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Published by glennpease
By Rev. Louis G. Clark,

"He that goeth forth and weepeth, bearing precious seed, shall doubtless
come again with rejoicing, bringing his sheaves with him." — Psalm 126 : 6.
By Rev. Louis G. Clark,

"He that goeth forth and weepeth, bearing precious seed, shall doubtless
come again with rejoicing, bringing his sheaves with him." — Psalm 126 : 6.

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Published by: glennpease on Nov 08, 2013
Copyright:Attribution Non-commercial


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THE PATHOS AND POTENCY OF PIETYBy Rev. Louis G. Clark,"He that goeth forth and weepeth, bearing precious seed, shalldoubtlesscome again with rejoicing, bringing his sheaves with him." — Psalm126 : 6.I PIETY means something., 1. It means more than a profession of religion to be piousin the true sense of the term.It is possible for ns to make very loud and long professions of righteousness and at the same time be manifestly wanting in truepiety, that unfeigned godliness which purifies the soul and impartsthe strength and beauty to life and character that enables it to be aglory to God and a ministry of blessing to mankind.2. Piety means more than the exact observance of the formsof religion. We may have all the forms of Godliness and yet bedenying (in one way or another) the real poiver thereof. It isdifficult to think of anything more hollow and more hateful thanformal piety. Is it not this kind of so-called Christianity that hasdone much to bring into contempt the very word pious ?How often we hear expressions like this : ^^He is a very piousfellow, look out for him." But those who make such remarks usu-ally understand the irony of what they say, and know very well thatthe ''pious fellow" of whom they speak has no real piety.3. Piety really means all that is comprehended in genuine loveof God, and honest and earnest devotion to his service.It presupposes purity of heart and life, so far as attainable in aworld of temptation and sin.II. There is often much of pathos in a life of piety; in a life fullof love to God, and devotion to his service.
1. This fact is evident from the very nature of things as theynow exist in this world.(a) Sin is an awful reality in our world. And the pious heartis opposed to sin, is in conflict with it in every form. Hence thereare sure to be days of sadness, days of weeping in the lives of thosewho cannot look upon the reign of sin with indifference, not tosay with satisfaction.The pious heart must be deeply moved when it appreciates some-thing of the unspeakable worth of the liberty wherewith Christ hasmade it free, and at the same time knows that so many souls arerefusing this blessed liberty, and choosing rather the continued bond-age and burcien of unrepented and unforgiving sin. In this worldthe saved must weep for the lost. The laws of the spiritual king-dom make it certain that he who knows the baleful power of sin, inhis own heart and in the hearts of others as well, will have more orless of pathos in his experience, until he has finished his earthlycourse.(h) The frailties and limitations of an earthly life are abidingrealities.N"otwithstanding the triumphs of Christian love, and the victoriesof faith, there is very much in the manifold mysterious things, with-in and about us, in this strange earthly life of the soul calculated tomove the heart to melting and the e^^es to tears. So frail are we andsuch our limitations in understanding.2. The fact that a life of piety may be a life of pathos is empha-sized by the experience of pious men and women through all agespast, in human history.(a) Among Old Testament characters we find almost number-less illustrations of the union of deep piety and profound pathosin a human heart and life.Take for example, Abraham. No one can doubt this man's piet}^,surely Abraham loved and trusted God. And he was exceeding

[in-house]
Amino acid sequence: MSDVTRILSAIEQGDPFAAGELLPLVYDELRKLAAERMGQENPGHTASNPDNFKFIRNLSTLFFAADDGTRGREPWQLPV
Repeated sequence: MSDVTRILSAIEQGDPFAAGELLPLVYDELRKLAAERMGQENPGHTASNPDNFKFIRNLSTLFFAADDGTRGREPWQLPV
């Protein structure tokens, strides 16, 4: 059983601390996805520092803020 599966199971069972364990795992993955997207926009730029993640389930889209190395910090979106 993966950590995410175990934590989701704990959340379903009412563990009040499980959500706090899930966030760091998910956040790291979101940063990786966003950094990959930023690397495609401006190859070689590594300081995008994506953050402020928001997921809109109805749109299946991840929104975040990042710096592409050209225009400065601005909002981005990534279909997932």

anxious to please his Lord. Still his life was, in many respects,most pathetic. Truly there were many days of weeping during theone hundred and seventy-five years of this long life journey. N'otto speak of the pathos of Abram's call, when the Lord said unto him,"Get thee out of thy country, and from thy kindred, and from thyfather's house, unto a land that I will show thee." Or of his sad508 THE AMERICAN BAPTIST PULPIT.and pathetic experiences in connection with Lot. ^e need only callattention to that tragic chapter in his history, which records thestory of his sad and weary journey into the land of Moriah, to beconvinced that his, though a life of piety, was also a life of pathos.Who can read the first ten verses of the twenty-second chapter of Genesis and then question the fact that there were most patheticexperiences in the life of him who was called the father of thefaithful?How our very souls are stirred with deep emotion as, in imagina-tion, we accompany him and his son Isaac, his only Isaac whom heloved, on their sad pilgrimage to the distant mountain whither Godhad sent them in the land of Moriah ! Was it not a most patheticmoment in that life, when : "Isaac spake unto Abraham, his father,and said, my father : and he said, here am I, my son. And he said,Behold the fire and the wood; but where is the lamb for a burntoffering? And Abraham said. My son, God will provide himself alamb for a burnt offering. So they went both of them together."But Abraham is only one of the many Old Testament characterswhose lives illustrate the truth which we are considering. Had wetime we might speak of Moses, the mighty man of God, who servedhis Lord so long and so well, and yet lived a life so full of mostpathetic experiences.From his very childhood to the time of his mysterious death hiswhole life seems to have been filled with pathos. Taken from hismother's loving arms to be the foster son of a proud princess in the

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